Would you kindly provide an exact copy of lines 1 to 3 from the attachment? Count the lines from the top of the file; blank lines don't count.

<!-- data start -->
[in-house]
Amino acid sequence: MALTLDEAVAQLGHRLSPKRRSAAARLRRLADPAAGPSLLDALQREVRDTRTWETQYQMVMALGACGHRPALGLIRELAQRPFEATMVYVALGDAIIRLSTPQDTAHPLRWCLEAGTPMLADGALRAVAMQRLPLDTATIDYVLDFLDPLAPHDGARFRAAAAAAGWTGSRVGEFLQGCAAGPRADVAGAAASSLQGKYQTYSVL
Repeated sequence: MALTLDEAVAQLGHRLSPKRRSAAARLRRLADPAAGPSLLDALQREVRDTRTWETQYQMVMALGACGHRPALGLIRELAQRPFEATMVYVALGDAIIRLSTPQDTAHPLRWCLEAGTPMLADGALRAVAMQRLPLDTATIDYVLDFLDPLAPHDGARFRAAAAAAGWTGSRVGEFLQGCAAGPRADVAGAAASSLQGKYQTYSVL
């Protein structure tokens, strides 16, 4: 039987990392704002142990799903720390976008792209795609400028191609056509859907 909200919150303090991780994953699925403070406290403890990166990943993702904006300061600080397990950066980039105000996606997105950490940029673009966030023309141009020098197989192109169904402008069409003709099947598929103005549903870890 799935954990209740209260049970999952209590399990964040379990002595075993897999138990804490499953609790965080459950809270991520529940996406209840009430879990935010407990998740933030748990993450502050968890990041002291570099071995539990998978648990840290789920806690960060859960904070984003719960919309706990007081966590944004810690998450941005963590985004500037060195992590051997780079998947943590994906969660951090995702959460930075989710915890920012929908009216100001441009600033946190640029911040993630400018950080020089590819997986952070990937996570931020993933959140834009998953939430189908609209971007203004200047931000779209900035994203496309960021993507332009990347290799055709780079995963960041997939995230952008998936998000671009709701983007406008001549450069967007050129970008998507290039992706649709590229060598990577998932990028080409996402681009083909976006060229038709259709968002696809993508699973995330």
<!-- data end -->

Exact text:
[in-house]
Amino acid sequence: MALTLDEAVAQLGHRLSPKRRSAAARLRRLADPAAGPSLLDALQREVRDTRTWETQYQMVMALGACGHRPALGLIRELAQRPFEATMVYVALGDAIIRLSTPQDTAHPLRWCLEAGTPMLADGALRAVAMQRLPLDTATIDYVLDFLDPLAPHDGARFRAAAAAAGWTGSRVGEFLQGCAAGPRADVAGAAASSLQGKYQTYSVL
Repeated sequence: MALTLDEAVAQLGHRLSPKRRSAAARLRRLADPAAGPSLLDALQREVRDTRTWETQYQMVMALGACGHRPALGLIRELAQRPFEATMVYVALGDAIIRLSTPQDTAHPLRWCLEAGTPMLADGALRAVAMQRLPLDTATIDYVLDFLDPLAPHDGARFRAAAAAAGWTGSRVGEFLQGCAAGPRADVAGAAASSLQGKYQTYSVL